Stephen King's "It" broke records in movie theaters this past weekend and now the bestselling author of the 1986 novel that has been adapted into the film is explaining how faith is an important theme in the story.
The movie, released last weekend, centers around a demonic shape-shifting alien known best as Pennywise the Clown who preys on the fears of children in the fictional town of Derry, Maine. The film, which was also adapted into a miniseries in 1990, has already garnered $123.1 million during its opening weekend which makes it the third largest release for 2017.
While faith may not be the first thing that comes to the mind of people who watch horror movies, King insists that it is very much a part of the "It" story.
"I've written books that deal directly with the idea that faith makes it possible to battle the monsters," he said in a video obtained by The Christian Post. "Those kids — they're the only ones who are still able to believe in monsters. You have to have faith and you have to believe that good is going to triumph over evil."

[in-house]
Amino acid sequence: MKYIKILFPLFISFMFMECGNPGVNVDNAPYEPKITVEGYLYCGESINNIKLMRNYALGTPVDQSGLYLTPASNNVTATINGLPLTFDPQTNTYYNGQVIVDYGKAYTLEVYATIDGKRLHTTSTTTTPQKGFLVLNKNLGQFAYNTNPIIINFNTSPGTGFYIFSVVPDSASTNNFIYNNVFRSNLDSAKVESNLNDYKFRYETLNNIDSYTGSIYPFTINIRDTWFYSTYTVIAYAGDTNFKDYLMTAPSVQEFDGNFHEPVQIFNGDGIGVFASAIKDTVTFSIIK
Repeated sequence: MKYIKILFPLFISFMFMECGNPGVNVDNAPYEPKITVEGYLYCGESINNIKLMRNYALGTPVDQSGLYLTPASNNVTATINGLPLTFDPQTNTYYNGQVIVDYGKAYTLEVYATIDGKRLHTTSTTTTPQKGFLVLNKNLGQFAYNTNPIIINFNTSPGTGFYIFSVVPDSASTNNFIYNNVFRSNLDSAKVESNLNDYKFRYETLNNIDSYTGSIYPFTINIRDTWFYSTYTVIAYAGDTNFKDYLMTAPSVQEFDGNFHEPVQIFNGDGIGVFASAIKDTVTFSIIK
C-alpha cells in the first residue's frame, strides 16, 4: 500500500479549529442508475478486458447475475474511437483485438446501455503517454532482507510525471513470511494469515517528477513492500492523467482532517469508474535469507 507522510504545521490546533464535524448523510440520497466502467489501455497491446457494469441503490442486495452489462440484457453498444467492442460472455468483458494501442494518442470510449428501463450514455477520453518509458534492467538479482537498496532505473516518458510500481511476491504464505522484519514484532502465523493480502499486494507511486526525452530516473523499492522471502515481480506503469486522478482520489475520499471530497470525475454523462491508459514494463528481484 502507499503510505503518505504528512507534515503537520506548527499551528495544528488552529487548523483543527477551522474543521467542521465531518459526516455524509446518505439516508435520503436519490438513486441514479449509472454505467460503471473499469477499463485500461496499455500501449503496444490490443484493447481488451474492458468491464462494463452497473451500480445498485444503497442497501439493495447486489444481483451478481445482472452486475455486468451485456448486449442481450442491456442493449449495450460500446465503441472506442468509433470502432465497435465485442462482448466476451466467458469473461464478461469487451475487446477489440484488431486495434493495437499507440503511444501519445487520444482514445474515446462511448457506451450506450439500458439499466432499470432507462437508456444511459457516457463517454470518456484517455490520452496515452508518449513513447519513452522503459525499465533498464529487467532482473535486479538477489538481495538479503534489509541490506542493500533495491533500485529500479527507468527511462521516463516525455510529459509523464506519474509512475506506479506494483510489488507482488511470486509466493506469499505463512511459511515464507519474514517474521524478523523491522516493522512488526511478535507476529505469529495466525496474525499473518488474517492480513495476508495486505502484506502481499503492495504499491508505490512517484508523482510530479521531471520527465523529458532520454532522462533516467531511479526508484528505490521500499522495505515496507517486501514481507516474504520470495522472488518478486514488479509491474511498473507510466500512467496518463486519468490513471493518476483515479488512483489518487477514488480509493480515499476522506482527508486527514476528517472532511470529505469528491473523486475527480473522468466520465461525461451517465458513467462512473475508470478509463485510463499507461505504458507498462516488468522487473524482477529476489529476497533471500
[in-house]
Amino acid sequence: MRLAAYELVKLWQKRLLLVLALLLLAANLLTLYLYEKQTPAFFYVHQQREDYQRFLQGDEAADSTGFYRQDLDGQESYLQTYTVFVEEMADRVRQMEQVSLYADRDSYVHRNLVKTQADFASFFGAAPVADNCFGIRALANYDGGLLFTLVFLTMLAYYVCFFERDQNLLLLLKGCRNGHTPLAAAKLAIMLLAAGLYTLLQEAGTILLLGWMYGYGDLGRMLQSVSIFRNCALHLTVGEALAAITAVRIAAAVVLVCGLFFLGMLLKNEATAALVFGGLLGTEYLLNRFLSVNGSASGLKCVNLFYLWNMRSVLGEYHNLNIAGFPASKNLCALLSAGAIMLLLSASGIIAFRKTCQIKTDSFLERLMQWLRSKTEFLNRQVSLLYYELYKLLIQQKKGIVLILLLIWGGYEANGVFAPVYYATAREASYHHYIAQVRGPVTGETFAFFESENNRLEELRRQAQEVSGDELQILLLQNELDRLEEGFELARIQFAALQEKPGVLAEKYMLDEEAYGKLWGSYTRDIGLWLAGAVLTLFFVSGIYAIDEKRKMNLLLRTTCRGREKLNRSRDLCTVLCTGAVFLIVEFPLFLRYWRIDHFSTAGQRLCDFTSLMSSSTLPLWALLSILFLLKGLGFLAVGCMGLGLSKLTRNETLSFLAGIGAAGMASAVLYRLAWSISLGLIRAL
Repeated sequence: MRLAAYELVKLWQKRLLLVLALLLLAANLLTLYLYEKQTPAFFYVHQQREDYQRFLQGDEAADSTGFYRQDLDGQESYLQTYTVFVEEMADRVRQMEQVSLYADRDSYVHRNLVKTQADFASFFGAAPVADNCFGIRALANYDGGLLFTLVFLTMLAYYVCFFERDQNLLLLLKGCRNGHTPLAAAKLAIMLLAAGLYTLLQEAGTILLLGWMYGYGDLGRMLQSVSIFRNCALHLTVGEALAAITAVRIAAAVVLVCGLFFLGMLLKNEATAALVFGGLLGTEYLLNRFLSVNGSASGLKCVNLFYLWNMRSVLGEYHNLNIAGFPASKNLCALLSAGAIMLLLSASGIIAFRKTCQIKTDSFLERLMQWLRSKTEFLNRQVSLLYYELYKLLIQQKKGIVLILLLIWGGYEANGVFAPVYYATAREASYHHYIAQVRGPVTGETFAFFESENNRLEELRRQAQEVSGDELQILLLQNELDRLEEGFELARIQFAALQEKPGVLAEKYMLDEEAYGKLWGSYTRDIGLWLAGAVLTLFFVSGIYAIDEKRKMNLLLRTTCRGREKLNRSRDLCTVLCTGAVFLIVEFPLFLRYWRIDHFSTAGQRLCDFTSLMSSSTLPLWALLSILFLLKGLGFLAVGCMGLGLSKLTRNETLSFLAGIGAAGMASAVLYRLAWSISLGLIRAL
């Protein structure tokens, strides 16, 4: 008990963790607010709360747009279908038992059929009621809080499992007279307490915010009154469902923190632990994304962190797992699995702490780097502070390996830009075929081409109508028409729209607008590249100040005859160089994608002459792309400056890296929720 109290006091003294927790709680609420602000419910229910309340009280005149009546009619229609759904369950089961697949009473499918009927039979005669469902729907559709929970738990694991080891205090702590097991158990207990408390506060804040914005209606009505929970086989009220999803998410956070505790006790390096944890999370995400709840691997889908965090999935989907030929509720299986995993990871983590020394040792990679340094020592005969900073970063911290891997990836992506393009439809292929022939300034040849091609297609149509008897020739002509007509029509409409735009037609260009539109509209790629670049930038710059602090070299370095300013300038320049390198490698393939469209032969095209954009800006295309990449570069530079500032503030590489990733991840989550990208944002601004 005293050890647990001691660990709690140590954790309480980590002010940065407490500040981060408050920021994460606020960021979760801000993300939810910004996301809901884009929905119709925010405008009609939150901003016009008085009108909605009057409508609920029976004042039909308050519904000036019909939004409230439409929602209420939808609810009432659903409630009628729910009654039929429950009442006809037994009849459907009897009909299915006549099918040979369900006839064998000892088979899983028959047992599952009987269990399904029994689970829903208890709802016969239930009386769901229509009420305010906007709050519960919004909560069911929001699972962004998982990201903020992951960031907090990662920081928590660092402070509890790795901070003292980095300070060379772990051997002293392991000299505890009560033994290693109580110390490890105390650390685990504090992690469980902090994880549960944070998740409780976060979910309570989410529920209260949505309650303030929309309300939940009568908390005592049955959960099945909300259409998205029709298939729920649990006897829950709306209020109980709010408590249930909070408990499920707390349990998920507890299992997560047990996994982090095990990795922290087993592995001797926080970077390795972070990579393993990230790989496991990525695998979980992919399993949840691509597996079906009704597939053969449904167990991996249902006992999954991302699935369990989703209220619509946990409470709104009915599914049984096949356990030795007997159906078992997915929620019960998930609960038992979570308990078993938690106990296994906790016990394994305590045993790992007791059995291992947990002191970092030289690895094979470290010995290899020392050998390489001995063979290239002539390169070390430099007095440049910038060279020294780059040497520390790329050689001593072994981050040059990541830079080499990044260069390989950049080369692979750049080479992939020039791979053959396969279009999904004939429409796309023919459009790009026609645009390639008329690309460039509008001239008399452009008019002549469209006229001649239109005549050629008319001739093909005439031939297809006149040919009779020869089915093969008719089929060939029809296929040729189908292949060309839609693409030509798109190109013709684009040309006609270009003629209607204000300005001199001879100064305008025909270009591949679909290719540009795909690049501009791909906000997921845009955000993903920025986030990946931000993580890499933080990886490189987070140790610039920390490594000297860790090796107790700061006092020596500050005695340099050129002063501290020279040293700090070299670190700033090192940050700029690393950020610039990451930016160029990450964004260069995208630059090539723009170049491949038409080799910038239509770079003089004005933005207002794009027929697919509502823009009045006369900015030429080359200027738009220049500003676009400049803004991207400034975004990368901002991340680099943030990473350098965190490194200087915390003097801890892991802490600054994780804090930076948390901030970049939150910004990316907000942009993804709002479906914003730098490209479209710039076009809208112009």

He went on to add, "I divide evil two ways. There's inside evil and there's outside evil."
King, who has also written other popular novels adapted into movies like The Shining, The Green Mile, and Dreamcatcher, previously spoke about his own faith in God. In a 2013 NPR interview, the author revealed what he believes to be evidence of God.
"If you say, 'Well, OK, I don't believe in God. There's no evidence of God,' then you're missing the stars in the sky and you're missing the sunrises and sunsets and you're missing the fact that the bees pollinate all these crops and keep us alive and the way that everything seems to work together," King said.
Still, he admitted that there were times he did not understand God's plans.
"But, at the same time, there's a lot of things in life where you say to yourself, 'well, if this is God's plan, it's very peculiar,' and you have to wonder about that guy's personality — the big guy's personality," he said.